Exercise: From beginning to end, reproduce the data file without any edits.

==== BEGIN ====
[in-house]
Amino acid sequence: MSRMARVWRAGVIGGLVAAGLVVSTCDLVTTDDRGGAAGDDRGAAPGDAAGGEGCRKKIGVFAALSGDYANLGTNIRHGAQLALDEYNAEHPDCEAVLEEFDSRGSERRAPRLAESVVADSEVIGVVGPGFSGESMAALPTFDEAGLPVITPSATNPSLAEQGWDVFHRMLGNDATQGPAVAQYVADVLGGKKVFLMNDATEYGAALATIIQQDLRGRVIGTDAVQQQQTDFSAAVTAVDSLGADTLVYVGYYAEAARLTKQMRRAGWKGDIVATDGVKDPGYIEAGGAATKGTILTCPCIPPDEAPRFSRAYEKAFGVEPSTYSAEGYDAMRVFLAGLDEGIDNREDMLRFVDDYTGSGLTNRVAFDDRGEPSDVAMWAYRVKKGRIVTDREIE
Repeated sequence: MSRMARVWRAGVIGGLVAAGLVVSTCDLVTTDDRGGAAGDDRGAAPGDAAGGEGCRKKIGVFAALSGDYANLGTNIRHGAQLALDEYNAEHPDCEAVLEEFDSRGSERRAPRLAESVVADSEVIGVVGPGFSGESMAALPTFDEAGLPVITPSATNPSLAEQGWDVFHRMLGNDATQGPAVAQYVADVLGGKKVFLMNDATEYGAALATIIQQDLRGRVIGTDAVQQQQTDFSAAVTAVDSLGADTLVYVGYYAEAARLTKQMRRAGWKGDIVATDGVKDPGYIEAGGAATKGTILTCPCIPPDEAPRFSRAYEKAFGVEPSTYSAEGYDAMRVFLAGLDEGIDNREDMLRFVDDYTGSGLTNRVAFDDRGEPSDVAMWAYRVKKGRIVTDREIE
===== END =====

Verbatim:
[in-house]
Amino acid sequence: MSRMARVWRAGVIGGLVAAGLVVSTCDLVTTDDRGGAAGDDRGAAPGDAAGGEGCRKKIGVFAALSGDYANLGTNIRHGAQLALDEYNAEHPDCEAVLEEFDSRGSERRAPRLAESVVADSEVIGVVGPGFSGESMAALPTFDEAGLPVITPSATNPSLAEQGWDVFHRMLGNDATQGPAVAQYVADVLGGKKVFLMNDATEYGAALATIIQQDLRGRVIGTDAVQQQQTDFSAAVTAVDSLGADTLVYVGYYAEAARLTKQMRRAGWKGDIVATDGVKDPGYIEAGGAATKGTILTCPCIPPDEAPRFSRAYEKAFGVEPSTYSAEGYDAMRVFLAGLDEGIDNREDMLRFVDDYTGSGLTNRVAFDDRGEPSDVAMWAYRVKKGRIVTDREIE
Repeated sequence: MSRMARVWRAGVIGGLVAAGLVVSTCDLVTTDDRGGAAGDDRGAAPGDAAGGEGCRKKIGVFAALSGDYANLGTNIRHGAQLALDEYNAEHPDCEAVLEEFDSRGSERRAPRLAESVVADSEVIGVVGPGFSGESMAALPTFDEAGLPVITPSATNPSLAEQGWDVFHRMLGNDATQGPAVAQYVADVLGGKKVFLMNDATEYGAALATIIQQDLRGRVIGTDAVQQQQTDFSAAVTAVDSLGADTLVYVGYYAEAARLTKQMRRAGWKGDIVATDGVKDPGYIEAGGAATKGTILTCPCIPPDEAPRFSRAYEKAFGVEPSTYSAEGYDAMRVFLAGLDEGIDNREDMLRFVDDYTGSGLTNRVAFDDRGEPSDVAMWAYRVKKGRIVTDREIE